Ford Motor Co. announced on Thursday that it will begin reopening its North American manufacturing facilities with a phased restart on May 18.
The announcement comes the same day as a decision by Michigan Gov. Gretchen Whitmer to allow the state’s auto plants to reopen starting at 25% capacity beginning May 11.
Automakers including Ford began idling its plants in the U.S., Canada, and Mexico in mid-March, when it was clear that even small gatherings could become hot spots for spread of the COVID-19 virus.
Ford’s plan calls for operations and production workers to make a staggered return in the next few weeks. The timeline is as follows:
May 11: Ford’s North American parts depot fully reopens
May 18: North American assembly plants previously on three shifts will return with two shifts. One-shift and most two-shift plants will operate on one shift.
May 25: The Flat Rock Assembly Plant in Michigan and the Oakville Assembly Complex in Ontario resume production.
In addition, some 12,000 workers in IT, product development, facilities management and other “location dependent” areas will be returning in a “staggered” timeline. Ford did not specify any further details on that timing.
Jim Farley, Ford’s chief operating officer, said in a statement that the automaker has been in close contact with federal and state governments, the union, and workers in a cross-section of roles. He said that Ford is using the lessons it learned reopening plants in China and Europe and from making medical equipment for the past six weeks “to ensure we are taking the right precautions to keep our workforce here safe.”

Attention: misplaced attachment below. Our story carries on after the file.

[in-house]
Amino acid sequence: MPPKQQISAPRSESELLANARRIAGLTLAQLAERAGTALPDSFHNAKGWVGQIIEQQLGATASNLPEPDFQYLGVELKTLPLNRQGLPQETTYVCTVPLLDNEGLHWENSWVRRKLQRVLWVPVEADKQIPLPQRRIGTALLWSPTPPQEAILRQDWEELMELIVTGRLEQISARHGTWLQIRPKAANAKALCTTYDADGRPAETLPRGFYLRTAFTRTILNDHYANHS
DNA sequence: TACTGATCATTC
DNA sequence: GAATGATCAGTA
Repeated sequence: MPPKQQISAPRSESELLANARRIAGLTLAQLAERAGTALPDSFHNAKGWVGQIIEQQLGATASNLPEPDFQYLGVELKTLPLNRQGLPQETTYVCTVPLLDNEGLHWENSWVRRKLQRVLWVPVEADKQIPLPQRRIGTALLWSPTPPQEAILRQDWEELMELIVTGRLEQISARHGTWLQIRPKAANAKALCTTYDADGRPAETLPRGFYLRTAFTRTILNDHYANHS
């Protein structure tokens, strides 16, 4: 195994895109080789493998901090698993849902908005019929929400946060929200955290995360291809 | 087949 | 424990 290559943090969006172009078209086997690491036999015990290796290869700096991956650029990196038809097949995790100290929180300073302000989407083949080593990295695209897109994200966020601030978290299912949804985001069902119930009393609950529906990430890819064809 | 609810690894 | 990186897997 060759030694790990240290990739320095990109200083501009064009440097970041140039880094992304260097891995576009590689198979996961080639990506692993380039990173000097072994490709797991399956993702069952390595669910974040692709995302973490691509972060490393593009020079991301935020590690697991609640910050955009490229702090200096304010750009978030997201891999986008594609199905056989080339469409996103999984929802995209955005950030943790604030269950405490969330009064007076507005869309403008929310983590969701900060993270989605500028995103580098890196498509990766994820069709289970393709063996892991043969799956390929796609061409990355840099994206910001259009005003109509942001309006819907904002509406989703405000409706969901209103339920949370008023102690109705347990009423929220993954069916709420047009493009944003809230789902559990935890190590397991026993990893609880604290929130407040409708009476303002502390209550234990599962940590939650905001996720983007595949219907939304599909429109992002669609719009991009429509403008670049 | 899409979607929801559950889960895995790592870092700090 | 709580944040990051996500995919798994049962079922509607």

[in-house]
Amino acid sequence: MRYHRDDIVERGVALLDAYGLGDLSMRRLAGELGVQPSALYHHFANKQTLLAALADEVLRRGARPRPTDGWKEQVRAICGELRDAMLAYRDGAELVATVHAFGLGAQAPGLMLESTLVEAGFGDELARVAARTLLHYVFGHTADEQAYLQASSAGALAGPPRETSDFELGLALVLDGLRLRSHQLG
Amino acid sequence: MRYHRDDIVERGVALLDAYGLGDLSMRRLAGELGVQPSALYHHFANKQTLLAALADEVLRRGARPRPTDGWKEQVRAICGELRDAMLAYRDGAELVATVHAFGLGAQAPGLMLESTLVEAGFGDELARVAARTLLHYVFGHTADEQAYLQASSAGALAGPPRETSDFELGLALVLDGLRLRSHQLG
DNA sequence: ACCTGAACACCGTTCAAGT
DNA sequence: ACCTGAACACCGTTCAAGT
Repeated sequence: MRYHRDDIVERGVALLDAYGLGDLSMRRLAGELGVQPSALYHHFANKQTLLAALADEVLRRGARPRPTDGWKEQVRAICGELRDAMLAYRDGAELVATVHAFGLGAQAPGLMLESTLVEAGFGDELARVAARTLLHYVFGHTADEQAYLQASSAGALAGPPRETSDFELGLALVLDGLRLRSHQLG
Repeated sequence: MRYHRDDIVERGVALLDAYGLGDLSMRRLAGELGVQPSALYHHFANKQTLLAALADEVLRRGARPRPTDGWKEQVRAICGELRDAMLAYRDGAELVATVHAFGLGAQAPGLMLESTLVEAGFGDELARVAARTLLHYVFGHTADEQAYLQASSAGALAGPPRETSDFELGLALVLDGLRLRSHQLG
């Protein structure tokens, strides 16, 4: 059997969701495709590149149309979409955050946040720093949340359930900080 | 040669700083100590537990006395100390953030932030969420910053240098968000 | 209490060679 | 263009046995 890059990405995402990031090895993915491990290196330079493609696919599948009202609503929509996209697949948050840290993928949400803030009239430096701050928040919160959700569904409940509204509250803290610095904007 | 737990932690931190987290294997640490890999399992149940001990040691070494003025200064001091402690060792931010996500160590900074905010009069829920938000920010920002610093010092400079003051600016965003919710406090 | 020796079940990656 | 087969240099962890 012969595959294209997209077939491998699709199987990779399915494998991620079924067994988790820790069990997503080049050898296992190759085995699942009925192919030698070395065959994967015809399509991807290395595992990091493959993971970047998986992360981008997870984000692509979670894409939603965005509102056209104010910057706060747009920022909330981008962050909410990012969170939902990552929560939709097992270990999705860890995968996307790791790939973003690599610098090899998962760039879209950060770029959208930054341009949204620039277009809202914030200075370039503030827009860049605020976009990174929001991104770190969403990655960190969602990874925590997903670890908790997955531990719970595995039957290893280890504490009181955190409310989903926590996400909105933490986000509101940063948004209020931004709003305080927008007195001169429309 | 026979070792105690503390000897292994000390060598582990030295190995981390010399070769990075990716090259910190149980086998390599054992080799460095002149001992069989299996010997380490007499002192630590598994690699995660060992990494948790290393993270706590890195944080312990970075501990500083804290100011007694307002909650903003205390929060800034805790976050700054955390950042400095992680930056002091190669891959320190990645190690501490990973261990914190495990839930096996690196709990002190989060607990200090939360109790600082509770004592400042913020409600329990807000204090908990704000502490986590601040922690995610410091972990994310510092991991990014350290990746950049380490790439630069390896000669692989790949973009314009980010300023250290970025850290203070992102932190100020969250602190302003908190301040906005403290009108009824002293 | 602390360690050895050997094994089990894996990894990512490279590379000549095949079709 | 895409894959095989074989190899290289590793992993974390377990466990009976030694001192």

Rory L. Gamble, president of the United Autoworkers union which represents Ford manufacturing workers, promised that the UAW’s first priority would be to protect worker health and safety. “We continue to advocate for as much testing as possible at the current time and eventually full testing when available,” Gamble said.
Ford’s safety protocols include:
- Requiring all employees and visitors to “self-certify” that they do not have symptoms—if they do have symptoms or have been exposed to someone with the virus, they must not come to work.
- No-touch temperature scans before entering the facility. Those with a “raised temperature” will not be admitted into the building.
- Face masks for everyone entering a Ford facility, and face shields for those whose jobs don’t require social distancing.
- Increased time between shifts for staggered arrivals and exits and additional cleaning.